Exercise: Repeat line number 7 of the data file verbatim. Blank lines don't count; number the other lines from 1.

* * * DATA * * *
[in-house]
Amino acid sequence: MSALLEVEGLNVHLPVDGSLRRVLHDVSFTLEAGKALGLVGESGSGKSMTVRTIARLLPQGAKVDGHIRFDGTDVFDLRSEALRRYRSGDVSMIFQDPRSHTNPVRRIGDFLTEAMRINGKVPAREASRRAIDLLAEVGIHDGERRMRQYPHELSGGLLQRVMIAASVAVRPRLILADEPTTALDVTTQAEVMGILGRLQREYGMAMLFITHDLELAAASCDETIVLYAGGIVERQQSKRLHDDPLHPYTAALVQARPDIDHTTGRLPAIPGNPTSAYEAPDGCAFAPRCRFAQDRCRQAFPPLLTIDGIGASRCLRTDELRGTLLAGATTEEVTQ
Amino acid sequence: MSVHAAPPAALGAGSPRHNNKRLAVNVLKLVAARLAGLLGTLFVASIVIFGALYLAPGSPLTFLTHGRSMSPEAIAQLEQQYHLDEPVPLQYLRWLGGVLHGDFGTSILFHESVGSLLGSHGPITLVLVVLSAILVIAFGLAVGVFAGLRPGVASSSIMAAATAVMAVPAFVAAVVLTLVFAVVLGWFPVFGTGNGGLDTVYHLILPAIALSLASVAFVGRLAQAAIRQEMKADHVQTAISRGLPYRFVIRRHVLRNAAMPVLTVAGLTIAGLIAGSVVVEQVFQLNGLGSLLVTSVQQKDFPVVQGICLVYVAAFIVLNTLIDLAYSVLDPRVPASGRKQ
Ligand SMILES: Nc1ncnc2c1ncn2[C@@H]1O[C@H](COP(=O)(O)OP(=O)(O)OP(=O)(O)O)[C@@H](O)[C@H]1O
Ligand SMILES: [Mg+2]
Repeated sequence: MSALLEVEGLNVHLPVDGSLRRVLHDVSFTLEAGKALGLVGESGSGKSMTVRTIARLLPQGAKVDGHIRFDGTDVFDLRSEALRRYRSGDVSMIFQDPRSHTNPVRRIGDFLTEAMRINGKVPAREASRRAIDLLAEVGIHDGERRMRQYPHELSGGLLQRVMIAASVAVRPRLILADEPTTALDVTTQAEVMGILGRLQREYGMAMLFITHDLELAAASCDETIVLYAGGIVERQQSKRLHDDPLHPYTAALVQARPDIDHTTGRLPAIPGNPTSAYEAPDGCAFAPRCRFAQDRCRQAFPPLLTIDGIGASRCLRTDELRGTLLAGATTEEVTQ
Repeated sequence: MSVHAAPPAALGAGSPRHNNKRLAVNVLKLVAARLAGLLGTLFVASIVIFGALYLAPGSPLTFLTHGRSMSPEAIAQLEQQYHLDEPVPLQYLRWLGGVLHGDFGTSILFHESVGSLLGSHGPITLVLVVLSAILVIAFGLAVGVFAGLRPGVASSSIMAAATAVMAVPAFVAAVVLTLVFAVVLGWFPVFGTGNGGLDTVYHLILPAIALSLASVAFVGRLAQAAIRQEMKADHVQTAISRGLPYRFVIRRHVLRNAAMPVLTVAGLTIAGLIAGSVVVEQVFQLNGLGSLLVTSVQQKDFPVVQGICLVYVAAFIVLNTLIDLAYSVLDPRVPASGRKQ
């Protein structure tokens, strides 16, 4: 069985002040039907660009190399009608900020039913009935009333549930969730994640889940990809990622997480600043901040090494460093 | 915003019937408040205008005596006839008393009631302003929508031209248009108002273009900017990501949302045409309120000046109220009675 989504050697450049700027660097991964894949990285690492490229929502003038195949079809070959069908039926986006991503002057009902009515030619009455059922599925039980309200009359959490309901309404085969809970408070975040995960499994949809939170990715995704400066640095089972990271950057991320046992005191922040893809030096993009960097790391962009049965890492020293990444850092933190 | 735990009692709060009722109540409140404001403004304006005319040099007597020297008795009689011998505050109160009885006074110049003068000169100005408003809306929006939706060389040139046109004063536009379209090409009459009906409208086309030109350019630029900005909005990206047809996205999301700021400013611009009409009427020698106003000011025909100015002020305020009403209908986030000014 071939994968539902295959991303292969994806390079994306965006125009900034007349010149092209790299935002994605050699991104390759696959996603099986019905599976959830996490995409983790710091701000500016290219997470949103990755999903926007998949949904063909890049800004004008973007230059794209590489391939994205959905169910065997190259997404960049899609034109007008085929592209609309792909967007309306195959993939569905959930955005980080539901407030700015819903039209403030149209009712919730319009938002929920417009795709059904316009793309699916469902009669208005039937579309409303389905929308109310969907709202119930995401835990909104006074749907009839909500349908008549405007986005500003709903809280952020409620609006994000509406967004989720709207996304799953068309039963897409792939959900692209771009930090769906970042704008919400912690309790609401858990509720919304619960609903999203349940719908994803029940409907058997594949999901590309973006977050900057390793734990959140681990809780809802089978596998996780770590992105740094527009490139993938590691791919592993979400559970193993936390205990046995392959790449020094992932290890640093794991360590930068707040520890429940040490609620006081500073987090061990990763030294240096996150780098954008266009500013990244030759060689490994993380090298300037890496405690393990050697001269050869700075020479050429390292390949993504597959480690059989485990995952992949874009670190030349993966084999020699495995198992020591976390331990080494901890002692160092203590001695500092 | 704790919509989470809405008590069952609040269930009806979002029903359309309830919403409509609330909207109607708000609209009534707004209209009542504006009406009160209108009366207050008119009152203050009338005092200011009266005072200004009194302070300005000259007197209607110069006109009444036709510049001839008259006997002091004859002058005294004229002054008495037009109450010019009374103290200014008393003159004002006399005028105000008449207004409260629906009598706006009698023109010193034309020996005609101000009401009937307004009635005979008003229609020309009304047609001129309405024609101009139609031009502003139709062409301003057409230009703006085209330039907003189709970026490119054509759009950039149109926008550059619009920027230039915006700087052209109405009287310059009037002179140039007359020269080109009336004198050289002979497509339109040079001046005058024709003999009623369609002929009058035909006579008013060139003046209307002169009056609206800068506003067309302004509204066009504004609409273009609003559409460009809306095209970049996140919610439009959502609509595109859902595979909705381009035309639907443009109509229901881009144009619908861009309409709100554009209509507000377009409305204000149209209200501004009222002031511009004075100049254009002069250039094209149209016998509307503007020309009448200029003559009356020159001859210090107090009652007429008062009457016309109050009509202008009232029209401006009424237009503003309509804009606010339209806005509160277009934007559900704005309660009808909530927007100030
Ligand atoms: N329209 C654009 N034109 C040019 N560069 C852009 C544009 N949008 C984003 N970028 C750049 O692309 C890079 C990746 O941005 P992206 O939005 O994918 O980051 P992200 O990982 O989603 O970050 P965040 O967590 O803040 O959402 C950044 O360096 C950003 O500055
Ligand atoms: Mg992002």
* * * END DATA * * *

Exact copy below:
Repeated sequence: MSVHAAPPAALGAGSPRHNNKRLAVNVLKLVAARLAGLLGTLFVASIVIFGALYLAPGSPLTFLTHGRSMSPEAIAQLEQQYHLDEPVPLQYLRWLGGVLHGDFGTSILFHESVGSLLGSHGPITLVLVVLSAILVIAFGLAVGVFAGLRPGVASSSIMAAATAVMAVPAFVAAVVLTLVFAVVLGWFPVFGTGNGGLDTVYHLILPAIALSLASVAFVGRLAQAAIRQEMKADHVQTAISRGLPYRFVIRRHVLRNAAMPVLTVAGLTIAGLIAGSVVVEQVFQLNGLGSLLVTSVQQKDFPVVQGICLVYVAAFIVLNTLIDLAYSVLDPRVPASGRKQ